8 Products You Should Almost ALWAYS Buy Used, Not New
Sometimes it's hard to resist the allure of buying something
brand new: a car with its new
car smell, an outfit that no one else has, a book with
not one crease or smudge on the cover. Yet there are some
items where it really does pay off to forgo the thrill of
buying new and opt for used instead.
Here we've highlighted the top items that experts agree you're
almost always better off buying used rather than new.
Did your child just decide to become a flutist with
the elementary school band? Buying used is probably
the way to go.
Cars depreciate in value about 15-20 percent each year, but
in the first year the depreciation is even steeper. The second
a car is driven off the lot, it reverts to its wholesale price
(the price the dealer paid for it), which means a large portion
of its value is instantly gone.
"Just the difference between wholesale and retail prices
is a large amount of what goes away right away," says
Charlie Vogelheim, editor of Kelley Blue Book.
Though you can't stop depreciation, you can avoid the first-year
loss by buying a used car. And with cars being built to last
longer than ever, you can purchase a car with some miles on
it and not have to worry that it's going to conk out a year
Musical instruments from pianos to drums to clarinets are
available used at a fraction of the cost of brand new ones.
Unless you are a professional musician or plan to use the
instrument heavily, a used variety should more than satisfy
This is especially true when it comes to buying instruments
for kids -- who may take up the hobby then decide to quit
five weeks later. When choosing a used instrument, make sure
to find a reputable dealer who will stand behind the product
and make any necessary repairs.
3. Most Kids' Items
Like kids' instruments, many kids' items are used for a few
months (or in the worst cases, a few hours) then grown out
of, no longer needed or pushed aside in favor of a new-and-improved
model. Kids' toys can often be found at garage sales or in
newspaper classifieds, as can used baby and kids' furniture,
clothing and more.
The exceptions here are items that, if not in working order,
could put your child at risk, such as car seats. Make sure
any used items (like cribs or changing tables) are secure
and come from a trustworthy source before buying.
4. Sports Equipment
Here we're referring to sturdy items like baseball bats,
hockey sticks, volleyball nets, croquet sets, weights and
other sports items that stand up to use over time. You can
buy them used at a discount price and still get plenty of
use out of them (and stand to lose a lot less if they end
up permanently in the closet).
Sports items that may not apply here, according to Liz Pulliam
Weston, a columnist for MSN Money, include "shoes, baseball
mitts and anything else that will mold to the wearer's body"
along with motorized items like treadmills, whose condition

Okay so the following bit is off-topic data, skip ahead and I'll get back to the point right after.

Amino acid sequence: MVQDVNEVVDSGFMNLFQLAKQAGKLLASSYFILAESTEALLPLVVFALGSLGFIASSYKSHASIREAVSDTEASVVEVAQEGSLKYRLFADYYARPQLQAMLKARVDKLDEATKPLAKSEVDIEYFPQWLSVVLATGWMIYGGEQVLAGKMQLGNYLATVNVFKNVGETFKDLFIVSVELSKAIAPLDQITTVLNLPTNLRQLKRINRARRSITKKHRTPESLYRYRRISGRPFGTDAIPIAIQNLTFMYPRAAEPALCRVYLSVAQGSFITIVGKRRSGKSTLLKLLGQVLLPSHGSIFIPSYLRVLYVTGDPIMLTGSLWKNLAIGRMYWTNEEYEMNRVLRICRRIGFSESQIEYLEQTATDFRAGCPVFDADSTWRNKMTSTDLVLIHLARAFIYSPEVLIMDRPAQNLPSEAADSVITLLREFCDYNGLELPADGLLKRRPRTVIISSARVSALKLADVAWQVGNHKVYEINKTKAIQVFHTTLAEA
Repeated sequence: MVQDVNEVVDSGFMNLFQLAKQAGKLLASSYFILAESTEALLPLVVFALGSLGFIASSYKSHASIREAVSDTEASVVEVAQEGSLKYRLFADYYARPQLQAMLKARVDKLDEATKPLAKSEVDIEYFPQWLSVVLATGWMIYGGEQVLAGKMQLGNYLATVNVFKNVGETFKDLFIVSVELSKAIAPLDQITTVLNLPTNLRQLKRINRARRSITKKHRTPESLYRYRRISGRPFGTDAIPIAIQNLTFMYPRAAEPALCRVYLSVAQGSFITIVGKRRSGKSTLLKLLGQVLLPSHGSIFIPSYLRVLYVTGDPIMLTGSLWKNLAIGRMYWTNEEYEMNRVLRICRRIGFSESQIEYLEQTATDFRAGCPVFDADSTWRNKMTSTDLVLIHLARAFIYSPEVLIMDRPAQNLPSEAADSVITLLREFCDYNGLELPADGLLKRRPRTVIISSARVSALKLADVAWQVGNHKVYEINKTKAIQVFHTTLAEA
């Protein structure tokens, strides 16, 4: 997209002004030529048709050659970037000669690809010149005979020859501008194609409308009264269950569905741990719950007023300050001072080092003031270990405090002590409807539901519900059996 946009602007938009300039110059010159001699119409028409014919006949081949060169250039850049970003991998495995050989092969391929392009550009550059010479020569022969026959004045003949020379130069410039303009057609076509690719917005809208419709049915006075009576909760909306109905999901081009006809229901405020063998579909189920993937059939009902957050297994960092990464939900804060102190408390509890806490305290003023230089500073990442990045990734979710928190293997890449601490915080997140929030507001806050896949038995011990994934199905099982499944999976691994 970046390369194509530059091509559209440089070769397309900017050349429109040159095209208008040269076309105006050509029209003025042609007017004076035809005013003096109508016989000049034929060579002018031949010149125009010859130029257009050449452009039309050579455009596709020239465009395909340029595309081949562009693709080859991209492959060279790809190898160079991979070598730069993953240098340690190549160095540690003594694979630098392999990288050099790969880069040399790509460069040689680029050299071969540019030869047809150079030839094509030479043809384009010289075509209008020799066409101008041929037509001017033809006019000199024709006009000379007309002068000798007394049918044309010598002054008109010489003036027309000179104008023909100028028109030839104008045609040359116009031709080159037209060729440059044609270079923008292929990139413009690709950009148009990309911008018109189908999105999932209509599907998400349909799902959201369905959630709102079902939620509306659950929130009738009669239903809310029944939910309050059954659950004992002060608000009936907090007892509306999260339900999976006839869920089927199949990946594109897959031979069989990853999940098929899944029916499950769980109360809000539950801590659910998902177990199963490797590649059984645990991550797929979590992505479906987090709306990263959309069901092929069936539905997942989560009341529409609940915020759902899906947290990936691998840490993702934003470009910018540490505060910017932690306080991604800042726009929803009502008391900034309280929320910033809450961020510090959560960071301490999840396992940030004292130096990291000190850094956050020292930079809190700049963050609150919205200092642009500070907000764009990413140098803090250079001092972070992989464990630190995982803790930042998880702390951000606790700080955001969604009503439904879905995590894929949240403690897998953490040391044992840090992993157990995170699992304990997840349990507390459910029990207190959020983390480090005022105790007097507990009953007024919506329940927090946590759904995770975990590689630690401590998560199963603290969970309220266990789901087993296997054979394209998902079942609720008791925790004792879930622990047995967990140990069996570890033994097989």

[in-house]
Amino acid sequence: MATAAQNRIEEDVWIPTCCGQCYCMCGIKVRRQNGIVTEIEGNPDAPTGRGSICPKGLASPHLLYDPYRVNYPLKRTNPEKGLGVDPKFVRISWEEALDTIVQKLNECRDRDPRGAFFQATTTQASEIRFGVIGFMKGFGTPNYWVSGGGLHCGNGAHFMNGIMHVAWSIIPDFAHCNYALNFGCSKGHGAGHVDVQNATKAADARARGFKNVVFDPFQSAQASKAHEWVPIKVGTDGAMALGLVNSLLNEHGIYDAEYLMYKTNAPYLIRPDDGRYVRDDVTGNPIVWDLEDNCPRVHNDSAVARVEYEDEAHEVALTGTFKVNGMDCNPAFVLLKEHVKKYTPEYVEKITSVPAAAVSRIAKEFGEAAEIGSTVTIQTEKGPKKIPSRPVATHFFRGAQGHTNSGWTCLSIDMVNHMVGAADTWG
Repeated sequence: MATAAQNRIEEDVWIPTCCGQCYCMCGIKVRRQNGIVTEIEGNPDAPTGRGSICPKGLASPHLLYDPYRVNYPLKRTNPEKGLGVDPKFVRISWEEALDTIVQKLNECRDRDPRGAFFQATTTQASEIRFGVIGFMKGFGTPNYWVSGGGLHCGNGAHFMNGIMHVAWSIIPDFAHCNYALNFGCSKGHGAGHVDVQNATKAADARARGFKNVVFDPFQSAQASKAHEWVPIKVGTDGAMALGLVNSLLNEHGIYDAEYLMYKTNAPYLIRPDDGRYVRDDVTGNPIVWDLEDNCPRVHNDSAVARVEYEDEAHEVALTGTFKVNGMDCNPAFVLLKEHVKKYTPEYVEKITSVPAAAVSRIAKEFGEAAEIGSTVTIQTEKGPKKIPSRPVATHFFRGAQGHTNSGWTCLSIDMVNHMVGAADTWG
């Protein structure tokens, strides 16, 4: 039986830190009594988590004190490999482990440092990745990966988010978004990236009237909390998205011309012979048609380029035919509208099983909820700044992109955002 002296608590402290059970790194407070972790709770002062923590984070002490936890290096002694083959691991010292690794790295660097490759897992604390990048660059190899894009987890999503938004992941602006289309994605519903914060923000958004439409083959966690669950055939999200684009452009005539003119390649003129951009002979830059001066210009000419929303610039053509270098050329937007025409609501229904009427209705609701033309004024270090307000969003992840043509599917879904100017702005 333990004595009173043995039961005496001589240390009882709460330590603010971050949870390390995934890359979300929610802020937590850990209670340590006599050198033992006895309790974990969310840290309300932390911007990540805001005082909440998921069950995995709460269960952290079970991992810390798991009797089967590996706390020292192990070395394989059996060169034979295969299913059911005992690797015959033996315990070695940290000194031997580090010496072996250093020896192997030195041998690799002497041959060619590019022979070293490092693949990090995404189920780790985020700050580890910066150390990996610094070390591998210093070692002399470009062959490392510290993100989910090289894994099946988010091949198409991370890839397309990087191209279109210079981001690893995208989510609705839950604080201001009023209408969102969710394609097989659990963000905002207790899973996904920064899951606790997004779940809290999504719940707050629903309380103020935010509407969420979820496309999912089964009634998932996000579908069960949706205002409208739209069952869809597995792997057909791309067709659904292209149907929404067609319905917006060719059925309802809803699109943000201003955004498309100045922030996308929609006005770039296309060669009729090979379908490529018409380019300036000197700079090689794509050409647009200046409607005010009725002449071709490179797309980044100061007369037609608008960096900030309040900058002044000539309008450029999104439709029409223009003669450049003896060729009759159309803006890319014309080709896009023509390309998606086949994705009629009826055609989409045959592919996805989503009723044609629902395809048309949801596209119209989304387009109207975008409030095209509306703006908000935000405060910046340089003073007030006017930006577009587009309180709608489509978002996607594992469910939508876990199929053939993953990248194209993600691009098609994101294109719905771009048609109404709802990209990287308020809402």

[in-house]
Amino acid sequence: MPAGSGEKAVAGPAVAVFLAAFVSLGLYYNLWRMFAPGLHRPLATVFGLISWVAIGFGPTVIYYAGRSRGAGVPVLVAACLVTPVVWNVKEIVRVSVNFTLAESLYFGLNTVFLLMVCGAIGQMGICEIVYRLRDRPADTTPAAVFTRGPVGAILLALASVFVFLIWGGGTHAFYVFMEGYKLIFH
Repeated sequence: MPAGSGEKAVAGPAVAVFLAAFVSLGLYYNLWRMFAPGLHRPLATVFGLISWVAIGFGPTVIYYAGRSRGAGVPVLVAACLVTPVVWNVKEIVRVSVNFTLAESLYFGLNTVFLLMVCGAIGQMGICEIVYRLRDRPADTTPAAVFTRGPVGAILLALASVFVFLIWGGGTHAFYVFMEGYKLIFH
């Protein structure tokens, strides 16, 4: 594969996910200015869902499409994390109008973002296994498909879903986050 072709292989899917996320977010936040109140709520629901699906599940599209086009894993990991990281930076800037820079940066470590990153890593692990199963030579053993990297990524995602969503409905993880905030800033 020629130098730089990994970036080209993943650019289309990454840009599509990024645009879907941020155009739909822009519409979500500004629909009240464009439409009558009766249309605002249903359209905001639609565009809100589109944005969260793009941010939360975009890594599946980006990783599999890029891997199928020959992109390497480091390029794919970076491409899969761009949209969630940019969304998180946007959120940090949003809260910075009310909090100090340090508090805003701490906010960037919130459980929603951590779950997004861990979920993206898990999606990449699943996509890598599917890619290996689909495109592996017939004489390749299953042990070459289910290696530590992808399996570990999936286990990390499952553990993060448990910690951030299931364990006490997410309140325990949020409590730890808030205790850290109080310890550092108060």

may be harder to judge.
Students know that buying used textbooks saves money,
but other books (which are usually read only once) can
also be bought used to save a few dollars (and a few
5. CDs and DVDs
Media like CDs and DVDs are much more expensive when they
first come out and are brand new. Unless you simply can't
wait to see your favorite actor's new movie or hear a new
album, you can save 50 percent or more by buying these items
used. Video rental stores often sell used copies of movies,
used music stores are also common, and online sites also sell
used media items.
Buying used books (and CDs/DVDs) is often highly debated.
While used copies do not support authors (as they're only
paid for new copies sold), leading some to say it's not right
to buy used, others say buying used is better for the environment,
and is no different than borrowing from a library.
What is not debatable is that buying used books is easy (Amazon.com
and other Internet sites almost always have used copies, as
do garage sales, libraries and book stores) and cheap. Used
books sell for a fraction of the original price and make more
sense from an economical perspective because most people read
books only once.
Says Pulliam Weston, gemstones are subject to huge mark-ups
of 100 percent or more yet command maybe one-third of their
retail price should you decide to sell. Pulliam Weston recommends
finding a reputable pawn shop and asking the owner for some
used jewelry recommendations, searching newspaper ads (but
having the item appraised before buying it) and even buying
used stones and having them reset.
8. Office Furniture
Office furniture is meant to be used day-in, day-out, and
as such is built to last. You can find good-quality, used
office furniture for much less than you'll pay new, and expect
that it will last you for years to come, Pulliam Weston says.
Your Income Has Very Little to do With How Happy You Are
Six Debt Triggers for Women
Money: 10 Things You Shouldn't Buy New
Know the Deal on Auto Depreciation